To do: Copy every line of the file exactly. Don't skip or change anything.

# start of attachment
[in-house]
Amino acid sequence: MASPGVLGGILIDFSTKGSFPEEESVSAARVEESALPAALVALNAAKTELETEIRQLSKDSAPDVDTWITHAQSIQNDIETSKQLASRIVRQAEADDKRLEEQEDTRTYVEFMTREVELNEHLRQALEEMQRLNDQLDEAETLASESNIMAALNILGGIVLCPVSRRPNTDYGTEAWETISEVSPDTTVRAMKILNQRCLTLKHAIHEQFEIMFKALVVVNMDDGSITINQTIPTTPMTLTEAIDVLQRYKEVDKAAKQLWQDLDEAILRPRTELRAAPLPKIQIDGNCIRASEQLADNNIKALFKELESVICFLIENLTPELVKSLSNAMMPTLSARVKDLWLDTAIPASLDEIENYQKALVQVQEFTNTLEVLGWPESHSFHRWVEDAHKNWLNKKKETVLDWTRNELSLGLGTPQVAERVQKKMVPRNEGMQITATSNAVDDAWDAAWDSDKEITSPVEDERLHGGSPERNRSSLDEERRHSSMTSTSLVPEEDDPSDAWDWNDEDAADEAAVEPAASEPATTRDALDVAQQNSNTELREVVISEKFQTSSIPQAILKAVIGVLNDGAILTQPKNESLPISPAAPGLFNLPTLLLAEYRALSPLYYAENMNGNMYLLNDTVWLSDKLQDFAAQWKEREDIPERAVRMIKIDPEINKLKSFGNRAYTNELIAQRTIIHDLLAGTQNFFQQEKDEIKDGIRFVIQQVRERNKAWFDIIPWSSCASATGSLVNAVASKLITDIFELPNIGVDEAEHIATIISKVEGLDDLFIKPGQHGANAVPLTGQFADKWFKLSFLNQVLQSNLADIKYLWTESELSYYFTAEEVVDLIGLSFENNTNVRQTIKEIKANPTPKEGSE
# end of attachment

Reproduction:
[in-house]
Amino acid sequence: MASPGVLGGILIDFSTKGSFPEEESVSAARVEESALPAALVALNAAKTELETEIRQLSKDSAPDVDTWITHAQSIQNDIETSKQLASRIVRQAEADDKRLEEQEDTRTYVEFMTREVELNEHLRQALEEMQRLNDQLDEAETLASESNIMAALNILGGIVLCPVSRRPNTDYGTEAWETISEVSPDTTVRAMKILNQRCLTLKHAIHEQFEIMFKALVVVNMDDGSITINQTIPTTPMTLTEAIDVLQRYKEVDKAAKQLWQDLDEAILRPRTELRAAPLPKIQIDGNCIRASEQLADNNIKALFKELESVICFLIENLTPELVKSLSNAMMPTLSARVKDLWLDTAIPASLDEIENYQKALVQVQEFTNTLEVLGWPESHSFHRWVEDAHKNWLNKKKETVLDWTRNELSLGLGTPQVAERVQKKMVPRNEGMQITATSNAVDDAWDAAWDSDKEITSPVEDERLHGGSPERNRSSLDEERRHSSMTSTSLVPEEDDPSDAWDWNDEDAADEAAVEPAASEPATTRDALDVAQQNSNTELREVVISEKFQTSSIPQAILKAVIGVLNDGAILTQPKNESLPISPAAPGLFNLPTLLLAEYRALSPLYYAENMNGNMYLLNDTVWLSDKLQDFAAQWKEREDIPERAVRMIKIDPEINKLKSFGNRAYTNELIAQRTIIHDLLAGTQNFFQQEKDEIKDGIRFVIQQVRERNKAWFDIIPWSSCASATGSLVNAVASKLITDIFELPNIGVDEAEHIATIISKVEGLDDLFIKPGQHGANAVPLTGQFADKWFKLSFLNQVLQSNLADIKYLWTESELSYYFTAEEVVDLIGLSFENNTNVRQTIKEIKANPTPKEGSE